p.291: A second community development project involving the Chelsea Greenspace Committee is instructive. The Chelsea Creek Action Group (CCAG) is an environmental coalition that includes grassroots organizations from both sides of the river that runs between Chelsea and East Boston. Subcommittees have formed task-oriented groups to work on a range of projects consistent with a comprehensive redevelopment plan, including the creation of Condor Street Urban Wild—East Boston’s first public park along the Chelsea Creek; the development of a multiuse, recreational pathway that follows an unused rail line along the river; and joint sponsorship with the Urban Ecology Institute of an annual Chelsea River Revel Festival that includes a 5-K road race, children’s games, ecology exhibits, boat tours and kayaking. -- Highlighted apr 17, 2014

p.291: Without the vision and gentle, but firm, persuasion of CCAG’s grassroots groups, these governmental bodies never would have undertaken these community development initiatives in the predominantly low-income Latino neighborhoods on each side of Chelsea Creek. -- Highlighted apr 17, 2014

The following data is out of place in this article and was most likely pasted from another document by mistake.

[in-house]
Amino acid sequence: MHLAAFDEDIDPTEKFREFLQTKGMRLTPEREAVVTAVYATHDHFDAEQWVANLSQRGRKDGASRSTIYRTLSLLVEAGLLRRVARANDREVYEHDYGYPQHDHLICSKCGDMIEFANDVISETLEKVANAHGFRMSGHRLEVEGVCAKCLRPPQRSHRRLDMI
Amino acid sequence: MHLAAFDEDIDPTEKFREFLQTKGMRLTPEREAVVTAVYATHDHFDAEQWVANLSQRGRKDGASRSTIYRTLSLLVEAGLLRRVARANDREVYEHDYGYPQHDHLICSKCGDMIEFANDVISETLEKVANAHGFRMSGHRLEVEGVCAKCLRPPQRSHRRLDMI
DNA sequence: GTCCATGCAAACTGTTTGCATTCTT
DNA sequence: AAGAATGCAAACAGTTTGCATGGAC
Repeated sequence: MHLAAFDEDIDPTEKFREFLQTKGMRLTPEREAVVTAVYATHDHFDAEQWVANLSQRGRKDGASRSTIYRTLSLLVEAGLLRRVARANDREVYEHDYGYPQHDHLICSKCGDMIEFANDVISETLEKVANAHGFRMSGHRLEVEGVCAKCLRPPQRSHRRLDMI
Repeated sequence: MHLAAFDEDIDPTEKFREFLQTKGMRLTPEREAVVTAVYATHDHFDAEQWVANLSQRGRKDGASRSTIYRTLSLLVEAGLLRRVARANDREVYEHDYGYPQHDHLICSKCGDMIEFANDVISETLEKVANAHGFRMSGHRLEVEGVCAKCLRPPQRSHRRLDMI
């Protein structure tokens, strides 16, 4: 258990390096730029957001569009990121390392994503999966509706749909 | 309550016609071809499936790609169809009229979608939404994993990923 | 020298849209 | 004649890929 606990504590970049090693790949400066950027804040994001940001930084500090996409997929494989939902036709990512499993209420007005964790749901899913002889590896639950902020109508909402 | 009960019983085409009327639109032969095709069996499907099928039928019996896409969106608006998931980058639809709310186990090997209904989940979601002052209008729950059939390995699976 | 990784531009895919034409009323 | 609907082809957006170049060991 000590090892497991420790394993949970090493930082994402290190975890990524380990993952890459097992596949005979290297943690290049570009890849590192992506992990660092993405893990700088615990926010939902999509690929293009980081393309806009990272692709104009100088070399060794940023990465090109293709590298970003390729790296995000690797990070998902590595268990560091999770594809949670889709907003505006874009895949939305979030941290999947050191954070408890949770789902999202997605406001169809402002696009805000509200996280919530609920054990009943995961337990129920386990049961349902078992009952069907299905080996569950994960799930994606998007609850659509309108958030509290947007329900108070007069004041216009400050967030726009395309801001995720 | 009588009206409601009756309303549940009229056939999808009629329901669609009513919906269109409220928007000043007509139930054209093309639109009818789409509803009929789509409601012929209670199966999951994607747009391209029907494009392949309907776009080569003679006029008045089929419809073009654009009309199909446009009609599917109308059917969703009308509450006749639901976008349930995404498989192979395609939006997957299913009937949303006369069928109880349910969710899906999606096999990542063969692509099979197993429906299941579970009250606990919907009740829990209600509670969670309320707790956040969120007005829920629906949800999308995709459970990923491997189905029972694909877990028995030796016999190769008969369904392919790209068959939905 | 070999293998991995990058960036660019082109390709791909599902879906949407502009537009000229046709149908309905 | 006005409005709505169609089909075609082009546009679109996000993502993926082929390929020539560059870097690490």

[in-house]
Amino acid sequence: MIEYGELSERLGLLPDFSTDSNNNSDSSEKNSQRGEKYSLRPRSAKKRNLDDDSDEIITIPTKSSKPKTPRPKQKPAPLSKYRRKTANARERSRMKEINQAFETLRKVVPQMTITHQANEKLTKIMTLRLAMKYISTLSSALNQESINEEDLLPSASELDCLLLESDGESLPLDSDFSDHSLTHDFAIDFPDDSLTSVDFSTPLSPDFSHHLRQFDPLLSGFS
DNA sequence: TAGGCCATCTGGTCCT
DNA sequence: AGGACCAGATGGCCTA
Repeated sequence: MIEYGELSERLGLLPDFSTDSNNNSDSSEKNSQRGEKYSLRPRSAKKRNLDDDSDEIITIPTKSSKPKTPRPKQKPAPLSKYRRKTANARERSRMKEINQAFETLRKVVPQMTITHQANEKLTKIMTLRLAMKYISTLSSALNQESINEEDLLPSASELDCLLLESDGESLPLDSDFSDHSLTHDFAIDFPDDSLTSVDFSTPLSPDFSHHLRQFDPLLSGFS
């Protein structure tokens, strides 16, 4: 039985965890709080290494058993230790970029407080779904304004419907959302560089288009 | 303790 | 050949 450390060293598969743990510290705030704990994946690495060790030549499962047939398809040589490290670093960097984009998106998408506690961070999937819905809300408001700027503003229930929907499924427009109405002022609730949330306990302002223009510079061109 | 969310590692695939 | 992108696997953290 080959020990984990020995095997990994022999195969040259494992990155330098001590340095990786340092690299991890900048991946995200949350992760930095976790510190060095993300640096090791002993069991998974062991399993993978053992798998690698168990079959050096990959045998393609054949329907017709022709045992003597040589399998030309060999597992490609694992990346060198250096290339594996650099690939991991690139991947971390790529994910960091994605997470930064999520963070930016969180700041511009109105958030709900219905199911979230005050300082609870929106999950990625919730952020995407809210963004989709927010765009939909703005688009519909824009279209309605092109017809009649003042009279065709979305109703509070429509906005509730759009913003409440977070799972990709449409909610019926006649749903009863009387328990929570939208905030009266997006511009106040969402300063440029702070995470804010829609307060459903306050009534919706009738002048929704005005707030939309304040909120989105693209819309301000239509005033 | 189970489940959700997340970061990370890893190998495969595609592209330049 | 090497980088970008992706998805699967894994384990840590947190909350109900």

p.291: Although routing a new bike path often can be accomplished with a minimum of bumps along the developmental road, and rooting plants in neighborhood parks usually is an outgrowth of productive relations between community members and “the powers that be,” issues that challenge deeper roots of oppression and injustice are much less likely to be resolved without substantial conflict. -- Highlighted apr 17, 2014

p.291: Social change efforts that seek to redress disparities in distributive justice by altering relations of power between dominant elites and marginalized groups usually will be met with resistance that is not easily overcome by collaborative or mildly persuasive strategies (Netting et al., 2001; Warren, 1975). -- Highlighted apr 17, 2014